It's Georgian. I know for a fact that the facade as it is is protected, cannot change rails, colour or anything like that. And to be honest i would not want to, the street is beautiful the way it is and it would be crazy to alter the character of the few houses left that weren't bombed to pieces! It's just the driveway that lets it down, but there are some beautiful front gardens on the street, check it out on google it's Glengall Rd in South London. The actual building i love very much, the driveway is badly designed, it used to be factory offices, with a factory next door where the new estate has been built. It also is the only house on the street to have around a third more space, due to its previous use, which is why the front is a bit bigger and less cosy, i think. I'm slowly forming an idea for the design, planters, large potted tree, gravel, gates possibly, colour on the door and planters, some great inspiration from you guys! I'm aiming to have it all done by summer :)))
  • PRO
    Landscape Design by James Brunton-Smith Limited
    6 years ago
    The house looks amazing and certainly deserves enhancing, I would strongly recommend that you keep any solution simple and green. I love the idea of some formality to echo the period features and strong architecture - maybe some pleached Hornbeam or box trained Hornbeams set in planters on either side of the driveway (assuming there is no depth of soil).

    A large specimen Magnolia grandiflora in a planter adjacent to the front steps up lit with LED uplights will add a strong evergreen accent to the frontage.

    The concrete driveway is an asset from a practical perspective and would serve as a suitable substrate on which to adhere a resin bound aggregate - further enhanced with a tiled surround that is fixed directly to the concrete. Finally I am a big fan of lighting, particularly in the front garden - here it could be used to good effect as an uplighter on the proposed specimens or to enhance the house façade.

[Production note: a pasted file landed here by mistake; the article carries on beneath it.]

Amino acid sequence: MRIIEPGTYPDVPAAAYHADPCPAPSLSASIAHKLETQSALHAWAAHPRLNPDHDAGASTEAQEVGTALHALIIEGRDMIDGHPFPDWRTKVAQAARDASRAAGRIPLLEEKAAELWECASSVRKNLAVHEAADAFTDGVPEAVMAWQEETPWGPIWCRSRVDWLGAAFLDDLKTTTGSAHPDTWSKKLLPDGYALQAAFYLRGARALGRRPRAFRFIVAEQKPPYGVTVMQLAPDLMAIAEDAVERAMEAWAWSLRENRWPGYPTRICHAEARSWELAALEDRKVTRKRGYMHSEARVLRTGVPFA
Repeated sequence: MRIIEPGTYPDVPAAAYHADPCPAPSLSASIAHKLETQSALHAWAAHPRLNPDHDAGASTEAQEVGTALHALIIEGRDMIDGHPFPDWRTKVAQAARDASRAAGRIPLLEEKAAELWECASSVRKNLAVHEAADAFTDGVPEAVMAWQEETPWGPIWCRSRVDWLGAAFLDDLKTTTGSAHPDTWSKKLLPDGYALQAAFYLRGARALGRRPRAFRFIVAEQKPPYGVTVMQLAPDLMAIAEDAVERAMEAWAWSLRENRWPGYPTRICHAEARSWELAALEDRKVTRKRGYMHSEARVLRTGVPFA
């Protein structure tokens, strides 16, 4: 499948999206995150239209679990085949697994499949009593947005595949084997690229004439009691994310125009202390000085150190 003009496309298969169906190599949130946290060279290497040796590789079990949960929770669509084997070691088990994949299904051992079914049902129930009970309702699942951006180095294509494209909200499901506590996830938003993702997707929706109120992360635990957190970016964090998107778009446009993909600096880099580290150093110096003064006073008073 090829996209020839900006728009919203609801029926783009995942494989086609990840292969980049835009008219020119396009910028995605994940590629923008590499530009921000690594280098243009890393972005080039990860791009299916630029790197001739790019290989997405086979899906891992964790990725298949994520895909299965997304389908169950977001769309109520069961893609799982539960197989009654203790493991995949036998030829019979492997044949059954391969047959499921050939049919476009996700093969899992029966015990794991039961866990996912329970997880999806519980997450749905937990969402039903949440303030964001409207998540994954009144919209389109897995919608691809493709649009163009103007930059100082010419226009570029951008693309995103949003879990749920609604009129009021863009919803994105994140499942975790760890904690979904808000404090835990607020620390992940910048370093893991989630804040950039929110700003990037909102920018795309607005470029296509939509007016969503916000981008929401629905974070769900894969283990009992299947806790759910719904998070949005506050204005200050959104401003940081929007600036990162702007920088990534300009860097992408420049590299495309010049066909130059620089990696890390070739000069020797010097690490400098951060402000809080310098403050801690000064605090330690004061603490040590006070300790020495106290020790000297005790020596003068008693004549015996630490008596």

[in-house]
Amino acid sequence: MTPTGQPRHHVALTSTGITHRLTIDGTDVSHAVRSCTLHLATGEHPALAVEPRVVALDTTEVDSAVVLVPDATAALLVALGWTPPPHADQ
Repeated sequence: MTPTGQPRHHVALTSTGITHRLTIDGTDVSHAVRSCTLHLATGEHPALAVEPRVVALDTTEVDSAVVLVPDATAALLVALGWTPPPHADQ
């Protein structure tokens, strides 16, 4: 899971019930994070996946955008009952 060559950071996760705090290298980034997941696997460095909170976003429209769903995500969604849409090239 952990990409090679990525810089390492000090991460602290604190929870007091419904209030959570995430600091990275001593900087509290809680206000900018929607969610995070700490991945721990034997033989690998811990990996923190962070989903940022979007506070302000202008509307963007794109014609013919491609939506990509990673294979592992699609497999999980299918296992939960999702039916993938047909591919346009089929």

• Sara Jar
    Original Author
    6 years ago
    Amazing response and a lot of excellent ideas to consider thank you! I'm definitely not a fan of anything resin bound, but lighting is a great idea i had not considered!
  • Yasmin
    6 years ago
    last modified: 6 years ago
    Personally, I find it great that the front of this house is bland as you can add your own ideas and make it more you. I will grow some nice flowers by the wall and get a red Benz to add some colour. ;) By the way, I love love love this house!

    In addition, for someone who loves taking photos, this house will make a good back drop for anything.
  • Sara Jar
    Original Author
    6 years ago
    We actually have two cars parked on the drive, not quite a red benz but an old brown one! This makes our options a little limited, and it also doesn't help with trying to make it cosy. Does anyone have any thoughts on sprinkling shingle over the concrete and containing it, making it work somehow without digging?
  • PRO
    ReHabitat
    6 years ago
    Well, to me the facade looks really nice, at least it has potential!
    I would play with some colours above all with the pilasters, columns and decorations. An anthracite painting of these details would make them more relevant and give to the front a lovely look maintaining its classical and delicate design.
    The main problem I think is about the enclosure: it seems as it hasn't been finished, it lacks of something.
    I would think about a stone coating, not covering all, but only in certain parts, to give it some importance and maybe some wrought iron. Personally, I won't exceed with lots of colours or flowers: your house looks elegant and that's how it should remain.
  • Sara Jar
    Original Author
    6 years ago
    Update- repainted the doors, fitted a porch light and added potted plants.
    Next- gravel on the driveway and potted hedge all the way round!
  • PRO
    David Chatfield Architectural/Int Photographer
    6 years ago